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The Long Ride Home

I had a nice trip over Christmas, which ended with the red-eye flight back from Las Vegas on Christmas night.

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I had a nice trip over Christmas, which ended with the red-eye flight back from Las Vegas on Christmas night. We arrived in New York where the forecast was for blizzard conditions later in the day. I was happy to see that not one flake had yet fallen when we landed early on the morning of the 26th.

My plans for a quick commute home were dashed when I found that all of my company's flights from New York to D.C. had already been canceled in anticipation of the snow. USAirways had one flight scheduled to go at 10:30, so I set out for La Guardia. I was there by 7 a.m. and kept an eye on the weather, as well as checking reports for D.C.

The flight was booked full, but I listed for the jumpseat and was starting to get optimistic about getting home when a USAirways pilot showed up and bumped me. It was disappointing, but that's the life of a commuter and I certainly don't begrudge the USAirways pilot the jumpseat. Of course he should get priority on his own airline. Being able to jumpseat on other carriers is a professional courtesy we extend to each other, and the priority thing works both ways.



How to get home? I've heard of commuters renting a car together and getting home that way, but I didn't see any other commuters and I didn't really like the idea of driving 300 miles with a blizzard in the forecast.

Then I had a wild thought. How about the train? I pulled out my iPhone and typed "AMTRAK" into my web browser. I found their website and found that the first available ticket to D.C. was on the 1:05 train. I booked it for $147, then took the bus and subway to Penn station. I felt like the guy in the Apple ad who books his train ticket to join some girl he just saw getting on. The difference is it took me about ten minutes to navigate the web sites vs. the 15 seconds it takes the guy in the ad.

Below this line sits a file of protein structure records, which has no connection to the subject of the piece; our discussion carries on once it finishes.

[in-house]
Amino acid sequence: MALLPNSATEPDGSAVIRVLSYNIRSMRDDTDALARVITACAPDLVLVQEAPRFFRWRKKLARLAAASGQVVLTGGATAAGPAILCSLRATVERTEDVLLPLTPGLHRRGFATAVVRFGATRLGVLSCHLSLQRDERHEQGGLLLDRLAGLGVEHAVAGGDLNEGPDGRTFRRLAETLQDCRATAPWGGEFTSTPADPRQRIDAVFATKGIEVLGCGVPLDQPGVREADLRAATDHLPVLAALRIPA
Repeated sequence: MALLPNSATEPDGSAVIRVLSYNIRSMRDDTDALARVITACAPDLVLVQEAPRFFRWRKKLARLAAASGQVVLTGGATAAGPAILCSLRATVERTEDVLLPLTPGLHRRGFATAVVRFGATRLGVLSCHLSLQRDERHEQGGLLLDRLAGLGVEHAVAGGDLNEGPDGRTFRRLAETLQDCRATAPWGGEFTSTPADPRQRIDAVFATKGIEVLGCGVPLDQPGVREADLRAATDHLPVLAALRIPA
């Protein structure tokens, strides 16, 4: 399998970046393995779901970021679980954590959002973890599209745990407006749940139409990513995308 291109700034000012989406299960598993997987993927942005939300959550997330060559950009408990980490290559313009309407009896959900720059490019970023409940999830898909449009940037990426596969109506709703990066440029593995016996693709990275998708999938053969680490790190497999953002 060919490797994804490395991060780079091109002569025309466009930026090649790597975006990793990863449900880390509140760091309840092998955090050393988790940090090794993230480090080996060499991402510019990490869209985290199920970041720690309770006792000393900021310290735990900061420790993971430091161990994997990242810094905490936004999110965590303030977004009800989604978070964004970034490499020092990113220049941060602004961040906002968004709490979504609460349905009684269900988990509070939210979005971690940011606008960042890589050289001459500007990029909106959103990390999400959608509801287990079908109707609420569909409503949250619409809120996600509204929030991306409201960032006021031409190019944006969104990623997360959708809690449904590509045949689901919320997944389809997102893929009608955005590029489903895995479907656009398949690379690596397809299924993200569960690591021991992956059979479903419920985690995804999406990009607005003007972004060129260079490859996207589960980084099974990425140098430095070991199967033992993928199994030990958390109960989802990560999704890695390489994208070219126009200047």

The train station was mobbed, but I simply walked up to a ticket kiosk and put in the confirmation number that had been emailed to me. The train was a little late, but it was a very pleasant way to travel and I arrived at Union Station in D.C. around 5:30 pm to find that no snow had fallen there. What a relief! I had visions of digging out my car at the airport.

A quick cab to National airport to get my car, and I was on my way home. Planes, trains and automobiles. What a day.
About Steve Satre
Steve Satre

Steve Satre got his pilot’s license in 1977 and became a full-time commercial pilot in 1993. He currently flies the Boeing 757/767 on both international and domestic routes. The opinions expressed are his own and do not reflect the views of his employer or the Smithsonian Institution.

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